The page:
From reactive policing to crowd management?: Policing anti-globalization protest in Canada.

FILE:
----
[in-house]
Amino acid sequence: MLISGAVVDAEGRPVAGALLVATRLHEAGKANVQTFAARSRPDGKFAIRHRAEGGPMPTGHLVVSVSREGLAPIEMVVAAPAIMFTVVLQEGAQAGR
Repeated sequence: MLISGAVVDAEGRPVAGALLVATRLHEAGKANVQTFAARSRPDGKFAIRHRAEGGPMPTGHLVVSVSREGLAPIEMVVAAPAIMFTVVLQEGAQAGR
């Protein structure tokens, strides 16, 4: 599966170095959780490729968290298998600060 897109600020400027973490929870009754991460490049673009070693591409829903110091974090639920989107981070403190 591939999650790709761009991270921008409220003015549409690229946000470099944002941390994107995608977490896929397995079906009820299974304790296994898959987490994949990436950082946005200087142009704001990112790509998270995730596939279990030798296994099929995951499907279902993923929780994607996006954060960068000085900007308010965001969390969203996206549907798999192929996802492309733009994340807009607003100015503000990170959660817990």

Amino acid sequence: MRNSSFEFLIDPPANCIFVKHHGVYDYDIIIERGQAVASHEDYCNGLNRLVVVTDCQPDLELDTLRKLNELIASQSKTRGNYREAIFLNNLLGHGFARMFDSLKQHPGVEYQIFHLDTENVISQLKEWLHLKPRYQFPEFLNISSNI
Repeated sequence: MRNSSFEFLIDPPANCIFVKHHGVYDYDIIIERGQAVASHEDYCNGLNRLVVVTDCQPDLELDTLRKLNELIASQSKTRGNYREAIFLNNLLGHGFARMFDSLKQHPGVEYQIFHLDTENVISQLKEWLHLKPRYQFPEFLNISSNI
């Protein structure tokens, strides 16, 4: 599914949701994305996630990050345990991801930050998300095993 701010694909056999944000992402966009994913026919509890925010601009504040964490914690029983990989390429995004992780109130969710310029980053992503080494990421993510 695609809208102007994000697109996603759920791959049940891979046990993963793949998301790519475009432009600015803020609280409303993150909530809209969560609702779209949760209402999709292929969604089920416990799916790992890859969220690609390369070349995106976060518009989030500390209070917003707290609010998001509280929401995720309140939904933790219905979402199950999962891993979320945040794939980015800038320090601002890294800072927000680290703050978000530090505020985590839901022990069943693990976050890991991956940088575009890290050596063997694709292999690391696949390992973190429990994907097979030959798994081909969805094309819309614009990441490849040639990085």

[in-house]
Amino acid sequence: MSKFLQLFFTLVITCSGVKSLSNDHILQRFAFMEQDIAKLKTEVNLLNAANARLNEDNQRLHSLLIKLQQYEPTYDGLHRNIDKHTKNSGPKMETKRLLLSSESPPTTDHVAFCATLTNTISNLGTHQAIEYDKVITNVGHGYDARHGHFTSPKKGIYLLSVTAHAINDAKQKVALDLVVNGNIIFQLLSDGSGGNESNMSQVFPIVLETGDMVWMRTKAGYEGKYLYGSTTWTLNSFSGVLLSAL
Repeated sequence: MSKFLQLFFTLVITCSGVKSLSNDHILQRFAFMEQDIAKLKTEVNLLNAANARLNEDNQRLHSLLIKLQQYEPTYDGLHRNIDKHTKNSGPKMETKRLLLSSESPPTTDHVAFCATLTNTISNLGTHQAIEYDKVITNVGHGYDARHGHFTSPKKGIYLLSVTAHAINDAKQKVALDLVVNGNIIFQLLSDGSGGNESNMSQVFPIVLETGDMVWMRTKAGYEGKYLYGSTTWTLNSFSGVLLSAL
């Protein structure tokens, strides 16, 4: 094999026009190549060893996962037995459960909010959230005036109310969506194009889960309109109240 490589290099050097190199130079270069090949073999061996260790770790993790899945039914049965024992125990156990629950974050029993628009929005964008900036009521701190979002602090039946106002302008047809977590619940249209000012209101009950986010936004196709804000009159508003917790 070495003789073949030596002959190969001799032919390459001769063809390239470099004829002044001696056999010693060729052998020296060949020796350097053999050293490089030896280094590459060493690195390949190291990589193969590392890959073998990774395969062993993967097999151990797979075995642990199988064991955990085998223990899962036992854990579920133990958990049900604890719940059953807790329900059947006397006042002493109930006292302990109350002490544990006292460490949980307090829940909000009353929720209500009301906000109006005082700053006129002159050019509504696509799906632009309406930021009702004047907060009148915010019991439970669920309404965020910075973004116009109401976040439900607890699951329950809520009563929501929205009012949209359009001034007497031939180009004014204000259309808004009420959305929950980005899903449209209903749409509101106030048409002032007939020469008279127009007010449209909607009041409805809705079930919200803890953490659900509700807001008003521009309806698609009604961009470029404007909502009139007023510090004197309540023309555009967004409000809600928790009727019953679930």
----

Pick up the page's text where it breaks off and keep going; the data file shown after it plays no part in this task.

There has been some significant debate over the last decade concerning a purported trend in ’Western’ public order policing policy and practices away from a primarily reactive, confrontational and protester dispersal model, to one that is based more within the notion of de-escalation of conflict, entailing intelligence-led policing, mutual communication and negotiated accommodation, i.e. towards the ’management’ of crowds. The reasons for such a shift have been located variously within a general movement towards a more liberal democratic society in these countries, and the process of social change generally, resulting in an increasing movement from modern to advanced-modern society. Again, the reasons why the police are involved in this developmental change is seen as being due to their relationship with the state, concerns about legitimate action and their operating within an increasingly risk-based society. However, the police themselves are not solely effecting change by responding to external pressure, but also act as agents for change themselves on the basis of police knowledge and lessons learned.
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